So hi-ho, hi-ho -- off we go to Syria, Iraq, and beyond for what is already being called "a long war." The tab just for the direct military cost of this latest misadventure will be as much as $22 billion a year. [See story below.]
How much good could that money do if we invested it here at home?
OtherWords columnist Jim Hightower is a radio commentator, writer, and public speaker. He's also editor of the populist newsletter, The Hightower Lowdown. OtherWords.org
$85 Billion of Afghan Aid Wasted
A New Way Forward / The Afghanistan Study Group
(May 28, 2012) -- The president has requested close to $10 billion for Afghanistan reconstruction next year. If Congress approves the request, that will bring the total amount of US reconstruction aid to Afghanistan to $100 billion since 2002, according to the latest quarterly report from the Special Inspector General for Afghanistan Reconstruction. That averages out to a little over $8 billion each year.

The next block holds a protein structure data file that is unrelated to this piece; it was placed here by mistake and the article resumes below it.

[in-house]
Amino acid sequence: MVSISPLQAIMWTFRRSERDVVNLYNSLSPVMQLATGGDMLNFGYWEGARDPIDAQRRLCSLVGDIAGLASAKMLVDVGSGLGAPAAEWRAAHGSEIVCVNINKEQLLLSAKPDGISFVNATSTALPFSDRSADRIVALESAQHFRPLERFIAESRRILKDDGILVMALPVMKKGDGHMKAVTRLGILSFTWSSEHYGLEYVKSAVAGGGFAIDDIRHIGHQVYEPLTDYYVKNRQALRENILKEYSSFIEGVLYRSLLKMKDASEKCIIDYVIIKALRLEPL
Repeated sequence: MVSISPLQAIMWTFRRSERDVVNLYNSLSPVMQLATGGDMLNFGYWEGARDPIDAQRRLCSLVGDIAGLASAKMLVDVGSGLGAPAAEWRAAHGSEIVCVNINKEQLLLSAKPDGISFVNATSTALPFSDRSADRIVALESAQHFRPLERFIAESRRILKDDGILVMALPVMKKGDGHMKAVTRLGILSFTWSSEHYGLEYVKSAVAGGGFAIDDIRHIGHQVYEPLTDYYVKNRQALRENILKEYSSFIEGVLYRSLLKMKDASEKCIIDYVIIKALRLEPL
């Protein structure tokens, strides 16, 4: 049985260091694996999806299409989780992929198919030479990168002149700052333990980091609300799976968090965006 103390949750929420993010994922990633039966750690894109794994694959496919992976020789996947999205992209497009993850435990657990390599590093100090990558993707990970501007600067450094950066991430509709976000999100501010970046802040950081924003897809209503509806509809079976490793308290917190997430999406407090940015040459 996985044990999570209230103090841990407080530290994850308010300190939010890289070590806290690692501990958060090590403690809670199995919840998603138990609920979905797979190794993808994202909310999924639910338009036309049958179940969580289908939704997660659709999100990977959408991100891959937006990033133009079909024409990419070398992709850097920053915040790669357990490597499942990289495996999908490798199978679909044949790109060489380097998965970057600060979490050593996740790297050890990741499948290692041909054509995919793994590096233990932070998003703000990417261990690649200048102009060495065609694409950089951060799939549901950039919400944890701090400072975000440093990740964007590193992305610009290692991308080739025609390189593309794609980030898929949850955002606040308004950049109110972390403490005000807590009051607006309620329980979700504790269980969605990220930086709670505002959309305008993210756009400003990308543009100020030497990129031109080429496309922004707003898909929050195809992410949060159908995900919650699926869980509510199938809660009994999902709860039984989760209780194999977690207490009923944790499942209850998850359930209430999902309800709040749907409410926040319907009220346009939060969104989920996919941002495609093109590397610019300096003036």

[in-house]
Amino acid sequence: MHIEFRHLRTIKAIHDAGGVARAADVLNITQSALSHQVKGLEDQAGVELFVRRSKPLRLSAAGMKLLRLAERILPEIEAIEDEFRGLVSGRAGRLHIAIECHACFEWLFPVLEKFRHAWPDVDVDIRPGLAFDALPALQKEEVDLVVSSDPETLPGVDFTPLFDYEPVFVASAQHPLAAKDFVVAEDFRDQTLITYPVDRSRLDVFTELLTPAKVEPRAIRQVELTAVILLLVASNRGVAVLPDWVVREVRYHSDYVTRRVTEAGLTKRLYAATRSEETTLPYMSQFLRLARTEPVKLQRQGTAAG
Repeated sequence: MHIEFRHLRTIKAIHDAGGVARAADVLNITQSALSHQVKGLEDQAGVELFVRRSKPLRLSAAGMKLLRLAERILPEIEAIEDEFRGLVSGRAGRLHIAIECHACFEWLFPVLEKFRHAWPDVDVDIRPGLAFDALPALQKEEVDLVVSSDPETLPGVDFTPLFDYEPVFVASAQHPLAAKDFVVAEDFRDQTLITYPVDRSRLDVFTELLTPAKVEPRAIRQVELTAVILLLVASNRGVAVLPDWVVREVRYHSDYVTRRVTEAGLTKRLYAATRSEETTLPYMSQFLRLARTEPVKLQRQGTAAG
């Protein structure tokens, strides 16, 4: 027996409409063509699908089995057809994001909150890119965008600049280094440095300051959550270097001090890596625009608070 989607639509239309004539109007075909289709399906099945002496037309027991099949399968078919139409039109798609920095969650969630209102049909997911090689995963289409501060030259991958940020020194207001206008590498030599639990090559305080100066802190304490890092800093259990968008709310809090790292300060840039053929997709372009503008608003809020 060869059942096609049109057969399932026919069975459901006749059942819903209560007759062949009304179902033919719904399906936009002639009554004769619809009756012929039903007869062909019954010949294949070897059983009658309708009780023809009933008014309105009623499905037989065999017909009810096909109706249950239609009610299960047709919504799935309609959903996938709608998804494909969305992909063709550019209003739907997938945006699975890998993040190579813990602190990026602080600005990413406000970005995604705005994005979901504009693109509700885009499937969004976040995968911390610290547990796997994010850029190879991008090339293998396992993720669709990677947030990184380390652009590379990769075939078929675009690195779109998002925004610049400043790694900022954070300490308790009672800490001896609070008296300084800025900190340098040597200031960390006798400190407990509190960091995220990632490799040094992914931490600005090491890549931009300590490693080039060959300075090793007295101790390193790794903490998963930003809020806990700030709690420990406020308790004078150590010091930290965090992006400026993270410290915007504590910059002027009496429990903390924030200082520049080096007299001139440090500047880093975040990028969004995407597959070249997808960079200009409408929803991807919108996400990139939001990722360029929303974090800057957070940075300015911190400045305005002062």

$8 billion is a lot of money. It's $2 billion more than Congress needs to find to avoid raising student loan interest rates. It's more than three times what the Department of Energy spent last year on vital nuclear nonproliferation programs, and it's four times the amount the Veterans Health Administration spent to provide medical care to recent combat veterans in 2010.
Some US aid money has been well spent. The literacy rates among the Afghan National Security Forces, for example, has almost tripled since 2009.
But a lot of the $100 billion US taxpayer dollars spent on Afghanistan aid has been misspent. A former senior auditor for SIGAR estimates that only 15% of aid dollars makes it to the intended recipient. The rest is lost to waste and corruption or eaten up by overhead costs. For the US, that means $85 billion has been wasted in Afghanistan.
Slashing aid to Afghanistan (as the Senate Appropriations committee recently did, cutting the president's request by 28%) isn't necessarily the answer. Doing something on a smaller scale does not mean you're doing it better.